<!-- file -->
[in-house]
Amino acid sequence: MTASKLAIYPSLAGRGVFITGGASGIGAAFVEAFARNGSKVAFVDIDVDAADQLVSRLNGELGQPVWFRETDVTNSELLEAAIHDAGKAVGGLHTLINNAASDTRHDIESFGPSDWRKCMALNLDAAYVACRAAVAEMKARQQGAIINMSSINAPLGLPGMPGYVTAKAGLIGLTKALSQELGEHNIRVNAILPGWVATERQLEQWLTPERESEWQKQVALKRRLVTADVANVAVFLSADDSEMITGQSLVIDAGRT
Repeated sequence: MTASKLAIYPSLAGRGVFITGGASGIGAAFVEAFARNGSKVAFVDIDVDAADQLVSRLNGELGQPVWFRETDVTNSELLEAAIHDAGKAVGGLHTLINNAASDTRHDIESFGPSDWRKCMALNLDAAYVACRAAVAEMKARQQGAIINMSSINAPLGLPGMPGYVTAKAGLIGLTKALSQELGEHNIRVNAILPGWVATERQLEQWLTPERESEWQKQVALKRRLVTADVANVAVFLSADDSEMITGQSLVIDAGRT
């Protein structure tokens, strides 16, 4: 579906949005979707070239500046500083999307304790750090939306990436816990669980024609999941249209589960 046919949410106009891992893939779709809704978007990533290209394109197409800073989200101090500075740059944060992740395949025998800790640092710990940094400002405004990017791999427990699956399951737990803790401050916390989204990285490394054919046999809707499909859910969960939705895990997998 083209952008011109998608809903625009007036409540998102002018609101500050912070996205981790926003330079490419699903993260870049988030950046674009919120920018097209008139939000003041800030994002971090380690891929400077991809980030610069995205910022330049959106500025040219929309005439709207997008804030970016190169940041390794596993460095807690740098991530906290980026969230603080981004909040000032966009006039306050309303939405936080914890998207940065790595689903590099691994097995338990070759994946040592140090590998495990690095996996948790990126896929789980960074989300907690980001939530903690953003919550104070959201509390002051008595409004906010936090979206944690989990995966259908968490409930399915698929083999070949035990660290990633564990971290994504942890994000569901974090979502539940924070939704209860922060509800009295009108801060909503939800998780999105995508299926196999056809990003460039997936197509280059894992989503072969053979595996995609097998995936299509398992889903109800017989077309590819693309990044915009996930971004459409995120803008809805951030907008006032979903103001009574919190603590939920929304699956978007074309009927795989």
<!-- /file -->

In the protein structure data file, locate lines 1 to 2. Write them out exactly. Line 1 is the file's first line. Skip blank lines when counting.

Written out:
[in-house]
Amino acid sequence: MTASKLAIYPSLAGRGVFITGGASGIGAAFVEAFARNGSKVAFVDIDVDAADQLVSRLNGELGQPVWFRETDVTNSELLEAAIHDAGKAVGGLHTLINNAASDTRHDIESFGPSDWRKCMALNLDAAYVACRAAVAEMKARQQGAIINMSSINAPLGLPGMPGYVTAKAGLIGLTKALSQELGEHNIRVNAILPGWVATERQLEQWLTPERESEWQKQVALKRRLVTADVANVAVFLSADDSEMITGQSLVIDAGRT